Slavery and the Making of America
In this compact and lucid account of how "[t]he history of slavery is central to the history of the United States," the Hortons (Hard Road to Freedom , etc.) demonstrate the vital role that blacks played in landmarks of the American record (colonial settlement, the Revolution, westward expansion, the Civil War, Reconstruction). Africans and African-Americans appear not just as "passive laborers" but as shapers of American culture, from colonial politics to Southern cuisine. The authors reveal the myriad experiences of free and enslaved blacks and devote particular attention to the lives of women, both white and black. The oft-told tale is made fresh through up-to-date slavery scholarship, the extensive use of slave narratives and archival photos and, especially, a focus on individual experience. The well-known players (Attucks, Vesey, Tubman, Douglass) appear, but so do the more anonymous ones—the planter's wife and the slave driver share space with the abolitionist and the Confederate soldier, and all are skillfully etched. As the Hortons chronicle lives from freedom in Africa to slavery in America and beyond, they tell an integral American story, a tale not of juxtaposition but of edgy oneness. (Oct.)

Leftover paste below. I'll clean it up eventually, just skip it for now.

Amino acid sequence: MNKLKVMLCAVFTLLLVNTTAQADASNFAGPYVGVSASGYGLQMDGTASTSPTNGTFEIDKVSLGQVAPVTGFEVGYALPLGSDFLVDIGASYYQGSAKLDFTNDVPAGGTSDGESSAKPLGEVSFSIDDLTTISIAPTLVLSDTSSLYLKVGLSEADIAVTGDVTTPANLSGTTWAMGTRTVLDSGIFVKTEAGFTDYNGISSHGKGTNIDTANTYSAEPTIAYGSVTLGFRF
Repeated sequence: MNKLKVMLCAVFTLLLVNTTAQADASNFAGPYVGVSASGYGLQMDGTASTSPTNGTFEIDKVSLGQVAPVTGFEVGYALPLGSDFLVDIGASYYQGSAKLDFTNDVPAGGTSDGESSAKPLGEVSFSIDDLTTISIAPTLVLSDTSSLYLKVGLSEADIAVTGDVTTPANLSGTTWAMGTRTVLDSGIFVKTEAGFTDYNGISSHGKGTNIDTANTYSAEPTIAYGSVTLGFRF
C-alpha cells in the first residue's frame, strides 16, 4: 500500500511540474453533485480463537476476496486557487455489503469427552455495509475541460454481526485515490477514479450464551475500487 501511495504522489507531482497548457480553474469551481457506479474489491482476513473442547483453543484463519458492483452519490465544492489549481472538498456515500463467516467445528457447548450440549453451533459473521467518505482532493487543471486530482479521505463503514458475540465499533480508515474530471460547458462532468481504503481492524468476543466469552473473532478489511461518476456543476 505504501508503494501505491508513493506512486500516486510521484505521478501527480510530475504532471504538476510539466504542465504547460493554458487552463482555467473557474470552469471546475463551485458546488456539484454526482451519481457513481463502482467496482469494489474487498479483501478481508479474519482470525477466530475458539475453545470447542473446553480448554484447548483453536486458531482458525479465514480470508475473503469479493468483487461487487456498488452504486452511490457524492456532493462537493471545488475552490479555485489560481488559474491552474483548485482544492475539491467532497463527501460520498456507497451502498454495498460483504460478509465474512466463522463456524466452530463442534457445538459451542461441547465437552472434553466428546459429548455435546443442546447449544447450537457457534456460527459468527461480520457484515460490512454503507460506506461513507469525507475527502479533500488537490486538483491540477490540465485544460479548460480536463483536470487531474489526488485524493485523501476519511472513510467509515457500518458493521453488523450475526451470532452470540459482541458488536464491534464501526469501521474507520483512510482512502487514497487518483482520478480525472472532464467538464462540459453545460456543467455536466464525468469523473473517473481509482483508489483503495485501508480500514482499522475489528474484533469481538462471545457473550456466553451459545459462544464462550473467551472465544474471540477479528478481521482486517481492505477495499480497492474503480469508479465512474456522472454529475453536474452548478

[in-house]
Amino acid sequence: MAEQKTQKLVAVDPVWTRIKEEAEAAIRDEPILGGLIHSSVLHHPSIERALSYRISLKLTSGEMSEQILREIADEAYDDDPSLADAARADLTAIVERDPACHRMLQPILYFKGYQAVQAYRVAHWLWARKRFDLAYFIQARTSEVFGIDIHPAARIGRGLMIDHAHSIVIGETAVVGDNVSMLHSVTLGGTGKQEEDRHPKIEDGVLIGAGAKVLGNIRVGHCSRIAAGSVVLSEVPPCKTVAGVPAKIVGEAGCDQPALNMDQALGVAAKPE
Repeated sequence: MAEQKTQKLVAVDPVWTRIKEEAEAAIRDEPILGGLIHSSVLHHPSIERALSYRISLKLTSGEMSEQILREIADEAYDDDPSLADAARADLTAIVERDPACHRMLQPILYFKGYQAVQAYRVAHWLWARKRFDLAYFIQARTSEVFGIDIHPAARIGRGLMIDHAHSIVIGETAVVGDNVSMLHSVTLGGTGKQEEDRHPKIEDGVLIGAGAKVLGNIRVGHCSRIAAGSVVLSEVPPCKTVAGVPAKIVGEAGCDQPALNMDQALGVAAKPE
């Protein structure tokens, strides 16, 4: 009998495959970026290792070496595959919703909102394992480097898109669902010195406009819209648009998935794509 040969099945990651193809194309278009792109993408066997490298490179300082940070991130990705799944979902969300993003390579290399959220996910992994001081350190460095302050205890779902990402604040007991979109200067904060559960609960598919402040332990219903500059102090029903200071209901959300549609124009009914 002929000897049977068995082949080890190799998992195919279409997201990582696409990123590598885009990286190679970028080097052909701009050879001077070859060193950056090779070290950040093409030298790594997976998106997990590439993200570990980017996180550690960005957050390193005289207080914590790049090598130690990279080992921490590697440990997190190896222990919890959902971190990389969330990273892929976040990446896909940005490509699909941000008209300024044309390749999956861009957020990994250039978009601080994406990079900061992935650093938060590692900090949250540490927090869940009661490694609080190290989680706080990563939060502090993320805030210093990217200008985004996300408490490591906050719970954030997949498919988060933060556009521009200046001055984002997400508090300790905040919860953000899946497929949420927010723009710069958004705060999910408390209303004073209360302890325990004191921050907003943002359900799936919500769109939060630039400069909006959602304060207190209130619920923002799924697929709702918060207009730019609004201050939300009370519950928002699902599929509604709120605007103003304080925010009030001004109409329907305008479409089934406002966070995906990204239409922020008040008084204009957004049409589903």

Forecast: A dense but highly readable volume, this may see solid sales in 2005, when the PBS special of the same name airs in February.
Release date: 11/01/2004